For as long as I can remember I've been someone who loves learning new skills; once my mind is set on something it's a matter of how and when not if. Whilst this desire to thrive sadly hasn't yet amounted to being able to speak seven languages or build myself a successful business empire it has certainly aided and elevated my adventurous spirit!

Growing up we had access to basic sports such as running or athletics in school but the more specialised level of sporting was only available to those with the expendable cash to try it, meaning for most of us, sports that involve certain equipment or climates are set aside for us to try for the first time as adults.

I learned to ski at the age of 30, it was both thrilling and nerve racking to take on a new hobby with an anxiety-fueled thought process of a 'grown' woman but it was one of the most satisfying achievements when I eventually managed to make my way down the colour coded slopes. Now skiing is something I can tackle solo, my next sporting 'quest' was to learn to surf. Just last week I had my very first lesson!

After extensive research on what was the best option to learn as a total novice I decided to book in for an intensive surf camp in the affluent area of Cascais, Portugal. Surfing throughout the country is famously popular year-round but the small fishing village of Cascais and it's idyllic looking beaches naturally caught my eye. I booked in with the reputable company 'Surf Cascais' on a 4 day intensive surf and stay package which would amount to 12 hours worth of lessons.

Turns out that was the perfect amount of time to get me up. I was a natural when it came to surfing and whilst no two sessions were the same it was an incredible few days.

There's a physical element to surfing that is unlike any other sport, it goes without saying you need to be a strong swimmer (getting out to the waves with your board is tougher than the surf itself) but there's also the element of getting your heavy beginners board to and from the water each time, I'm a sucker for an intense workout but these seemingly chilled surfers have us all fooled over the level of strength and exertion that goes into every single session!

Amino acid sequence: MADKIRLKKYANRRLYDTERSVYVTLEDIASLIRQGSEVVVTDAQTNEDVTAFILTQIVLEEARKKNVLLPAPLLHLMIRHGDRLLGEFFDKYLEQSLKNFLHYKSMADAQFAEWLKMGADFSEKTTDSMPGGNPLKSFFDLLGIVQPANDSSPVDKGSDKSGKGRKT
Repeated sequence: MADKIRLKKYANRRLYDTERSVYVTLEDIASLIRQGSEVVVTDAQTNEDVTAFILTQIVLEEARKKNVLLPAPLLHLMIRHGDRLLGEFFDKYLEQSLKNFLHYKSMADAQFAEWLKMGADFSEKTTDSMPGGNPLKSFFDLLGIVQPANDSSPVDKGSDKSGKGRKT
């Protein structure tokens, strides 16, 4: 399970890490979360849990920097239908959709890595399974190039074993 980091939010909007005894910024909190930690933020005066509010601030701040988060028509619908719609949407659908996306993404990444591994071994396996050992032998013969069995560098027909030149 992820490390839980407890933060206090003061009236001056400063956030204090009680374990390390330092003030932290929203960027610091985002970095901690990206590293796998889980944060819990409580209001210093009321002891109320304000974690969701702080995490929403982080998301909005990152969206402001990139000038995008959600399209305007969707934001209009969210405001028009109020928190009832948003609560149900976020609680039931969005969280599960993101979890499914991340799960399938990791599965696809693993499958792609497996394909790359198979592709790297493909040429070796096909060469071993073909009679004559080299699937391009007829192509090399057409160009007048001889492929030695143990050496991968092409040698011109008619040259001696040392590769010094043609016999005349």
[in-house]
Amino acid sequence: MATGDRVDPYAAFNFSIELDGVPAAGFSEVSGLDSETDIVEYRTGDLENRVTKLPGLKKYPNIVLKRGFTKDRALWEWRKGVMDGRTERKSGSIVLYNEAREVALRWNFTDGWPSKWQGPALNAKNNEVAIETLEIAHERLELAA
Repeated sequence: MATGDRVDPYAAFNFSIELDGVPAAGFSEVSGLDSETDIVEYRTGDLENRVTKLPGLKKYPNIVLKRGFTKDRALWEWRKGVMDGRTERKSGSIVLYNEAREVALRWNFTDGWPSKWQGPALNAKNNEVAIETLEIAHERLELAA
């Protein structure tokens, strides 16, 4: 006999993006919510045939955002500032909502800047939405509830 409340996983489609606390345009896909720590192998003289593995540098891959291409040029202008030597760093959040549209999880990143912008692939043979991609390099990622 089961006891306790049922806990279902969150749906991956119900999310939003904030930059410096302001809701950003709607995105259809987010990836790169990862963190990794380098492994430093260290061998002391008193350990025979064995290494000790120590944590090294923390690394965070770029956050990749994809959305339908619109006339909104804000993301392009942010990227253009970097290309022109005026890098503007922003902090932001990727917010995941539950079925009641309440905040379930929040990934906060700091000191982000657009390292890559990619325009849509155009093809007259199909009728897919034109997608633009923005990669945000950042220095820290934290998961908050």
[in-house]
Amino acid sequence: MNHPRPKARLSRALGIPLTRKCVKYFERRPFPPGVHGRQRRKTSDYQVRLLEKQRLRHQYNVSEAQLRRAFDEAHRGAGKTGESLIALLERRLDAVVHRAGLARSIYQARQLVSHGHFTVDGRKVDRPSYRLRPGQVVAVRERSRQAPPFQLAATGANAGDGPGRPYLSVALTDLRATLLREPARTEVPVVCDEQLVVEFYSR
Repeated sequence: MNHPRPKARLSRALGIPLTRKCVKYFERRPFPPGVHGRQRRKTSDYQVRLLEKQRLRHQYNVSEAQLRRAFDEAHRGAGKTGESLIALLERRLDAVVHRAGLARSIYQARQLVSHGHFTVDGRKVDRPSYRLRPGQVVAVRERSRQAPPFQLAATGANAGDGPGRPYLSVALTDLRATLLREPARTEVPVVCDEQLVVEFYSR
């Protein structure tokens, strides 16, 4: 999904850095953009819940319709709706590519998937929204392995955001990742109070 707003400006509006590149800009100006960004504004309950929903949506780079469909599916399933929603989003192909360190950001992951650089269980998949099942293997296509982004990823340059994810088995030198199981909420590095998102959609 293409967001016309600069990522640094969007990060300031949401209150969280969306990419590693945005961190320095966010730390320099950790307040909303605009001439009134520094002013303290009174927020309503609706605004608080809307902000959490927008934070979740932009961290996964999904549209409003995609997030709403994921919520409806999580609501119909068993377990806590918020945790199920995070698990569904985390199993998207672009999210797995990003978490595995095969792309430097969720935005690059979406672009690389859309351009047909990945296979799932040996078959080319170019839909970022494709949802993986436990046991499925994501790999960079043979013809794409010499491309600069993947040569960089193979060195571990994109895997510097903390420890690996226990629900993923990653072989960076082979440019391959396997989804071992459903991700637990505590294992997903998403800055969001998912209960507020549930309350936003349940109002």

Surfing, like many sports, is a skill that must be nurtured and developed so there's definitely a downside to learning late on in life. To truly master it you need to be surfing regularly and being based in London makes that difficult for me but I'll be keeping it up when I can!

What struck me most profoundly about surfing however was the effect it had on my mind. Learning something with our bodies as an adult has a mental power that we unknowingly take for granted when young. It's an especially perfect sport to learn if you are someone who is used to being an overachiever as no matter how well you 'master' the board, how well you pick up the skills or perfect the steps required to surf, you are always under the control of the ocean itself. Even professional surfers can struggle when the waves aren't playing ball and every single lap of water is a totally fresh start.

What surfing taught me was a lesson no other sport has, I can enjoy trying new things without expectations of excelling. I loved every moment of being alone with my board and for the first time in my life, rather than counting my failures I was counting my blessings.

The ocean was in control, not me. It's a feeling I'm desperate to get back as soon as possible! 

Written by Sabrina Chakici, TV Host & Travel Writer. Follow her travels at

MORE FROM TRAVEL: Why you need to book your post-lockdown holiday alone